Finally one way in which to enjoy hellebores indoors is to float the flower heads in a bowl. Try it and you will really appreciate their delicate beauty.

Update 22 February 2021

Meanwhile, in Templeogue Tennis club we in the gardening group are trying to do our bit for bio

Hellebore planting and care tips:

Don’t plant too deeply as this may reduce flower production. 

In winter, as the new foliage and flower buds emerge from the centre of the plant, cut back the old leaves to the base. This improves the overall appearance of the plant as the old foliage can be very tatty at this point and can also reduce the incidence of hellebore leafspot.

In Spring use a top dressing of manure or compost which will give them a boost.

Don’t let them dry out particularly in Spring and Autumn when they are coming into growth.

They look lovely planted with spring bulbs such as snowdrops, crocus, daffodils and muscarii (grape hyacinths).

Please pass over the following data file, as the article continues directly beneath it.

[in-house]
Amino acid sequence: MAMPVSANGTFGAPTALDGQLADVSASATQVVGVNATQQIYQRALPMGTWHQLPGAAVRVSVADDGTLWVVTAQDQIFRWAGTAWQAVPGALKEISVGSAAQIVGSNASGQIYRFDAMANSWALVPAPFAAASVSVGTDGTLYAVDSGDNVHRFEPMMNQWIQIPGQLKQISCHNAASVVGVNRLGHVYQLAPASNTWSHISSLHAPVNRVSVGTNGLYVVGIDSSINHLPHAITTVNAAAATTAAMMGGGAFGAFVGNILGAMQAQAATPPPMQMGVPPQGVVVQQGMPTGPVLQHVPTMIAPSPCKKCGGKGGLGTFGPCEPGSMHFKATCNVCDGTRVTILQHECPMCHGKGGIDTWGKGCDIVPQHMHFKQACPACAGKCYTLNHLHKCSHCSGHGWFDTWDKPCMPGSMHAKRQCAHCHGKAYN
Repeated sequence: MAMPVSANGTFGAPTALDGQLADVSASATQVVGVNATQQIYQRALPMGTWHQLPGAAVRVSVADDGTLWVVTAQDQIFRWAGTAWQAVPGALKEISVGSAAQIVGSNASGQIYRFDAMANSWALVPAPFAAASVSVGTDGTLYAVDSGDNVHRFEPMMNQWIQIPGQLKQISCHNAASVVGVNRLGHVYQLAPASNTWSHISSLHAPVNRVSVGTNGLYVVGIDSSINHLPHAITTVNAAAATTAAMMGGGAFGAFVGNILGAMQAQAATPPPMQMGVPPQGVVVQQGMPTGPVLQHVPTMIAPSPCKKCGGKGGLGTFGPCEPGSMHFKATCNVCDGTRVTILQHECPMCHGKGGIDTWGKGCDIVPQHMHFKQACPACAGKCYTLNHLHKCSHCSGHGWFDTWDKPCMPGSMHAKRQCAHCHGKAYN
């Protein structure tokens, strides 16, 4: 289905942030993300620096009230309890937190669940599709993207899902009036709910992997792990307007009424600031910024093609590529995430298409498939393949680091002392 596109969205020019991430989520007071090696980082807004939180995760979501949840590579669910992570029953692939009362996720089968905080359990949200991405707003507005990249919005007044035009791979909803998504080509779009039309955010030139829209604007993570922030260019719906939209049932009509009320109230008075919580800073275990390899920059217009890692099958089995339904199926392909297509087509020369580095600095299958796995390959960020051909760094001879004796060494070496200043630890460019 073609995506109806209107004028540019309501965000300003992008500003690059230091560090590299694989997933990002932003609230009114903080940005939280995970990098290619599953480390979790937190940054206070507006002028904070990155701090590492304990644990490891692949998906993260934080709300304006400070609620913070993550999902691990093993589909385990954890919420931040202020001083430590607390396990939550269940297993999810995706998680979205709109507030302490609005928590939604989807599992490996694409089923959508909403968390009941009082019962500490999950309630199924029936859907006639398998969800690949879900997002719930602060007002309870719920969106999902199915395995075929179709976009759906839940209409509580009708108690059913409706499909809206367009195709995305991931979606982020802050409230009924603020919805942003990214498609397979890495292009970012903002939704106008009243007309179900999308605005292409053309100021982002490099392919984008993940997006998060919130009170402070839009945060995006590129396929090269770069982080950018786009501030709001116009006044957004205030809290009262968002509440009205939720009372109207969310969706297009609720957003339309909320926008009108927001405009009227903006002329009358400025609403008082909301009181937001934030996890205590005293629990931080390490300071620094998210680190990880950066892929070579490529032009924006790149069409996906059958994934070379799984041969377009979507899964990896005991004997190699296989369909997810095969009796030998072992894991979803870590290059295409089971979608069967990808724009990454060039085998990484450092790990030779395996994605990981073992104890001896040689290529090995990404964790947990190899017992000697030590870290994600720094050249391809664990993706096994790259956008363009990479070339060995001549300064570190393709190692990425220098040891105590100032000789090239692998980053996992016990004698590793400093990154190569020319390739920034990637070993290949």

diversity. We don’t use any weedkillers or chemicals relying mainly on weeding keeping the soil in good health by mulching. We have a pile of logs in an area behind courts three and four to provide habitats for beneficial insects and we have planted a wide variety of flowering plants to encourage pollinators. Bird boxes are located in the trees close to courts three four and five to provide birds with some protection. Our pride and joy this year however was our wild garden which was in full flower when we returned to tennis in June.

Noelle sourced the seeds from Sandro Cafolla of Design by Nature http://www.wildflowers.ie/design-by-nature/contact-us.html.  It does get a bit untidy looking when the flowers go over. However, prolonging the flowering season is possible by adding some pollinator-friendly perennials and this was to be a project for 2021.

The following photographs were taken last year and I have included the names of some of the wildflowers:

We look forward to seeing how it all develops this year. Meanwhile it might be worth looking at your gardens and see if there are any opportunities to try out some of the ideas to encourage biodiversity in your outdoor space.

Click here to find out more about Biodiversity for your Garden

TTC Gardeners